Some people prefer to separate the dye source from the yarn, especially in the case of berries. If you don’t mind picking out skins and seeds after, there is no need to separate, but feel free to use a metal strainer that can sit in the pot as you’re dyeing or to put your fruits and veggies in muslin or tea balls to keep them out of the fiber. Personally, I don’t mind picking out the pieces and like to give my dye source lots of room in the pot to steep better. Also, when using wool, don’t agitate your yarn or felting will occur.
The best way to get the color you want is to experiment! Try using different mordants, fabrics and steeping times. Not sure if a particular veggie will give you the color you want? You can easily find natural dyeing blogs and tutorials online, or instead, encourage exploration and ask your kids to pick their favorite (or least favorite) food to use and predict about what color they’ll get. Interacting with fresh fruits, veggies and spices in a fun way may even inspire them to taste some new foods! For best results in getting consistent colors, keep a notebook of all your dye recipes along with photos or samples of your freshly dyed fibers for future reference.
These amazing images my look like oil paintings by a master but they are actually portraits done in yarn by Cayce Zavaglia. Seriously, yarn never ceases to amaze.
We love small business and and not just because we’re one. Supporting small businesses gives you a wonderful opportunity to reinvest your money directly into the local economy. Most local business owners work to also support other local businesses and community activities, so by helping a local business you’re “paying it forward” so to speak. I find local businesses around Salem to be extremely knowledgeable about their product and offer an experience I don’t get in other environments.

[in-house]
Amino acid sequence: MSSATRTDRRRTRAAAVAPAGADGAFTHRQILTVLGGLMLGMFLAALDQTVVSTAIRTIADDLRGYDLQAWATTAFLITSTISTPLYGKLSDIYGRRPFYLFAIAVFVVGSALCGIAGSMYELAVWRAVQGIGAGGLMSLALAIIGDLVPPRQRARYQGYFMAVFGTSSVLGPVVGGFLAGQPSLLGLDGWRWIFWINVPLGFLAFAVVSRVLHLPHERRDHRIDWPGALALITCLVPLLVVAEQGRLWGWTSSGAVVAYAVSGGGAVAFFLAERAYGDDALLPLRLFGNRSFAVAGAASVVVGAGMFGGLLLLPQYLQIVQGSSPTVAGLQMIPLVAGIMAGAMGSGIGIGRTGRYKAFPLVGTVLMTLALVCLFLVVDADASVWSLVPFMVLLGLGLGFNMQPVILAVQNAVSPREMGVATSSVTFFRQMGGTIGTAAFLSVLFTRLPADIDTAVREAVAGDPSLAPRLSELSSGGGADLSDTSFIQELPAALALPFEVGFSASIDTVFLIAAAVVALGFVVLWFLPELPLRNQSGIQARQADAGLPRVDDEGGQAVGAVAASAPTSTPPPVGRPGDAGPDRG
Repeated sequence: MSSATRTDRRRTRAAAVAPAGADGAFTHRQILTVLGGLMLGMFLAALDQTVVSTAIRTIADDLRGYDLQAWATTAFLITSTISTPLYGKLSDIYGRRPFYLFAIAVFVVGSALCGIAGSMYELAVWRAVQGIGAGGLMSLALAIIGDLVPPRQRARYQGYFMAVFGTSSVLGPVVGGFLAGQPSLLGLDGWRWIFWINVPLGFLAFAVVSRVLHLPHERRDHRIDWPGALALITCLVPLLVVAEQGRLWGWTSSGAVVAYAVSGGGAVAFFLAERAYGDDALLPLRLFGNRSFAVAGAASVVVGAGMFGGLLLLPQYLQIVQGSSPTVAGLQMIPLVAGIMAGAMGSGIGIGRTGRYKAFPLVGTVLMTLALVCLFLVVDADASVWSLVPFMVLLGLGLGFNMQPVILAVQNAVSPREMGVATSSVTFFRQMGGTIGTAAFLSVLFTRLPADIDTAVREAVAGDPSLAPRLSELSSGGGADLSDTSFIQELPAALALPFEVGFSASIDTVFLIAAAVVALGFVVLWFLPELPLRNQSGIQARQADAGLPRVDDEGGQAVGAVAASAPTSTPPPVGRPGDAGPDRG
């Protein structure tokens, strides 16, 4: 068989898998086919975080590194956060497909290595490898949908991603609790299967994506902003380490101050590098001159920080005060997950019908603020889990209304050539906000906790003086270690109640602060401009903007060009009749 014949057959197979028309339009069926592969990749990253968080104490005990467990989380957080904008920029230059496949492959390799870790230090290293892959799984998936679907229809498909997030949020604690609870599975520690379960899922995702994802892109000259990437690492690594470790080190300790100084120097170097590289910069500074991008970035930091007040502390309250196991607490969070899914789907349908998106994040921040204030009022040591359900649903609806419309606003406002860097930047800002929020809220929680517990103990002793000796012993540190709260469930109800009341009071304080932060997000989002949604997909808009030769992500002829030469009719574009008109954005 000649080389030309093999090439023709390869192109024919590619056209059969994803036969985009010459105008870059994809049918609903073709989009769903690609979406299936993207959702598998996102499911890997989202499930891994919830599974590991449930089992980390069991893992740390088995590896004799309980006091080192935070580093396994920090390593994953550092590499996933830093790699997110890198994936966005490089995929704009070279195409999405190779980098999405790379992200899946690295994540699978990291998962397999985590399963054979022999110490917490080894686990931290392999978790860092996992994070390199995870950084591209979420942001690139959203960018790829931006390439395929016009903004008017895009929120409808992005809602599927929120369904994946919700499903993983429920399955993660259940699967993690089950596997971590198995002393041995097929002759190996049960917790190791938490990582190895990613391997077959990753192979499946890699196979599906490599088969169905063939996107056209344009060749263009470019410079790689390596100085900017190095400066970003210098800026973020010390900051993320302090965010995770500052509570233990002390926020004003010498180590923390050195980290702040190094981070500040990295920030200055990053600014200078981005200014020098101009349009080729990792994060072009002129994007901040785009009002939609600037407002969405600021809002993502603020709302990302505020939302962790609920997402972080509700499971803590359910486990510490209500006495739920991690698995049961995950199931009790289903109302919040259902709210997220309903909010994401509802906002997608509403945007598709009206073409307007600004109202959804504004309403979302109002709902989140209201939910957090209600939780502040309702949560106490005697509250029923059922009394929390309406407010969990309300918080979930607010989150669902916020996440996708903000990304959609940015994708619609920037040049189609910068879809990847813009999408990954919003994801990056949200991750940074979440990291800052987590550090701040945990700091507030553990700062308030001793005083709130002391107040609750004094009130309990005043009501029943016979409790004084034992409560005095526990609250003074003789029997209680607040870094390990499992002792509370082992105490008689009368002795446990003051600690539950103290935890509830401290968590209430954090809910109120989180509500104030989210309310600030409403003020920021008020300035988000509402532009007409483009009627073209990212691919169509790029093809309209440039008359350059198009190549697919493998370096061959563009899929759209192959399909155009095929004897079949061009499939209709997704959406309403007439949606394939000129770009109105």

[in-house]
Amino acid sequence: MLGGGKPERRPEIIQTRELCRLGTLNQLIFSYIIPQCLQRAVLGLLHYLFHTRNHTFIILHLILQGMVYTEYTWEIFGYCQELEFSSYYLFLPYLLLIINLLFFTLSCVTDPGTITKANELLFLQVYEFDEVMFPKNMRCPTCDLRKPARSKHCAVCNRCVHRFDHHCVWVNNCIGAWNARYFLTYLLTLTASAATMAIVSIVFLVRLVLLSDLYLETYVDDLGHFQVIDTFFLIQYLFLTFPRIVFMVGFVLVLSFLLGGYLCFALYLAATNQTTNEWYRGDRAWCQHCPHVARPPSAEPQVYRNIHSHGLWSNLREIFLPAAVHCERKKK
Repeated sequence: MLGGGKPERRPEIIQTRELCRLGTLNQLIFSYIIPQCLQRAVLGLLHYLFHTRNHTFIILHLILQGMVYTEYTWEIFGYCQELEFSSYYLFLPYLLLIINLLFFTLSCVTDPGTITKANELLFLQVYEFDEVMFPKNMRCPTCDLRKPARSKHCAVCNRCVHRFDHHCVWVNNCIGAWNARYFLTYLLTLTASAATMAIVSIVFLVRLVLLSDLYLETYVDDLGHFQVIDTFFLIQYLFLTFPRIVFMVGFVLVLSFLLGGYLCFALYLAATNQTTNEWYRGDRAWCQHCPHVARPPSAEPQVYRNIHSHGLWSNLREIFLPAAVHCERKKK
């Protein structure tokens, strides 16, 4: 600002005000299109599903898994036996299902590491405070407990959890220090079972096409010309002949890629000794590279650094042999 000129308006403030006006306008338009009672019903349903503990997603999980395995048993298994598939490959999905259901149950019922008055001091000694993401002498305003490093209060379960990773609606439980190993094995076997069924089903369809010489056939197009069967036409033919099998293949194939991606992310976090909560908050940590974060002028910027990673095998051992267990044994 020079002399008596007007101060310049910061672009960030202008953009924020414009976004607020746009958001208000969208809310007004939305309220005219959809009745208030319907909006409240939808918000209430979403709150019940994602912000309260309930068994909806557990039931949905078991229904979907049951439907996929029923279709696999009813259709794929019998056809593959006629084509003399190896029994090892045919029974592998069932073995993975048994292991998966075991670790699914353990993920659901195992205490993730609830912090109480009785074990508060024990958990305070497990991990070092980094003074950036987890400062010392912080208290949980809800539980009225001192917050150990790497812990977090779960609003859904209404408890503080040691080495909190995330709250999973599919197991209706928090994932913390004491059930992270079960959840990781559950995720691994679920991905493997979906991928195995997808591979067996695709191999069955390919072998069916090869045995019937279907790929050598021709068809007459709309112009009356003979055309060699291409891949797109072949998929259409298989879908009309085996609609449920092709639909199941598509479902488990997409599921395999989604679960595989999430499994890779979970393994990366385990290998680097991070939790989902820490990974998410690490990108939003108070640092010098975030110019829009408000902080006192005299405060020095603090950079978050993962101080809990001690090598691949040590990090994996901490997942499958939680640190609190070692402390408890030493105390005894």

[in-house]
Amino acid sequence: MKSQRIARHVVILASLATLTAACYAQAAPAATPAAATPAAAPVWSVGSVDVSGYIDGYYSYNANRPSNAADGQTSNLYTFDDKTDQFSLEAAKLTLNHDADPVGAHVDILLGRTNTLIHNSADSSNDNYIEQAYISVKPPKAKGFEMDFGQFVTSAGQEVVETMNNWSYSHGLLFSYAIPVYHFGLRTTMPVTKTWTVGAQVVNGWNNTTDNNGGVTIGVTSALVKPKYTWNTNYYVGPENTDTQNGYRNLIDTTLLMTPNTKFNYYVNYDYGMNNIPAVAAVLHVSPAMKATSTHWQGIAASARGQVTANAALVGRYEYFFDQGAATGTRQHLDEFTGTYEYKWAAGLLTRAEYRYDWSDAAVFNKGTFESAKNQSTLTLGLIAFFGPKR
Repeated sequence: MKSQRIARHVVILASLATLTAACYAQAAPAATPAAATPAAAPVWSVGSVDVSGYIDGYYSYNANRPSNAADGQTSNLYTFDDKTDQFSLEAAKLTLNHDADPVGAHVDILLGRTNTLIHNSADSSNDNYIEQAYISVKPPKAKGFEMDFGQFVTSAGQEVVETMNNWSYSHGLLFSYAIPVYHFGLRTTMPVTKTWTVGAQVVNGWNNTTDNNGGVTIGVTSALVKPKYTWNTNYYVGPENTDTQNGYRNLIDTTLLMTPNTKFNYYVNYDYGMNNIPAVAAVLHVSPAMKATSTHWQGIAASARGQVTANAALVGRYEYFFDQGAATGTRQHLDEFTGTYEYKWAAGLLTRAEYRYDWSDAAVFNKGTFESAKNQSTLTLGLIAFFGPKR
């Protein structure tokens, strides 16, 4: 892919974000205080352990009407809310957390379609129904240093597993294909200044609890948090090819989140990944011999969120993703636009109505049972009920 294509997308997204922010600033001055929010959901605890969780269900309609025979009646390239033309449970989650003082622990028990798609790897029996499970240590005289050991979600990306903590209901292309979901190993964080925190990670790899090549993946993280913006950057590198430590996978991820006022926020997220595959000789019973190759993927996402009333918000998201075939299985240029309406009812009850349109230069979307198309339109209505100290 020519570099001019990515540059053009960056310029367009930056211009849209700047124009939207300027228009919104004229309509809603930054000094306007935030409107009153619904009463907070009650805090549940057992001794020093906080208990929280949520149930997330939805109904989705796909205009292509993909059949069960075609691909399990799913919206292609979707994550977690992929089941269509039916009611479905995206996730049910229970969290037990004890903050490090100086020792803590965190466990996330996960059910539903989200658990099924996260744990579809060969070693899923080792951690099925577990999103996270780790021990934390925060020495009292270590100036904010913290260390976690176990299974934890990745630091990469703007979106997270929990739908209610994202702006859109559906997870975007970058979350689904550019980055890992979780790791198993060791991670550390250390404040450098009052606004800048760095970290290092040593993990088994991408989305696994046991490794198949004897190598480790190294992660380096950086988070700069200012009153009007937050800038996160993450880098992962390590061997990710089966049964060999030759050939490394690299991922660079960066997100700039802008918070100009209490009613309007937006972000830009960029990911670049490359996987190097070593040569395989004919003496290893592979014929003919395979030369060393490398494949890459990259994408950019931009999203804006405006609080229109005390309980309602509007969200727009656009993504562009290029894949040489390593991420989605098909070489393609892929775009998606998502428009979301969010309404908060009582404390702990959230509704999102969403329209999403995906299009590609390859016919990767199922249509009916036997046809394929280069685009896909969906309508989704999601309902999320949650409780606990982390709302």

American Express is working to help small businesses too this holiday season. Use your AMEX card on Saturday, November 26 at any small business/local shop and AMEX will give you a $25 statement credit (that’s FREE money!) Register your card and read details HERE: facebook.com/SmallBusinessSaturday and https://sync.americanexpress.com/sbs2011
So join our collective effort to support those small businesses that you love and maybe a few new ones that you’ve always wanted to check out.
With the holidays right around the corner (ok still two months away, but I am a serious celebrator) I always try to think of small projects that will bring joy to the receiver. Well who would be more grateful of a hand knit sweater than a penguin?
Which inspires me to knit this, for no one in particular…
I have to go. If you’re from the land down under or going to visit, hit up a place called Portman’s to see this amazing window display. Nikki Gabriel, a blogger, snapped this pic of their latest window display and it’s taken Pinterest by storm.
This has my creative juices going for a window display at the shop. Hmm whatcha think?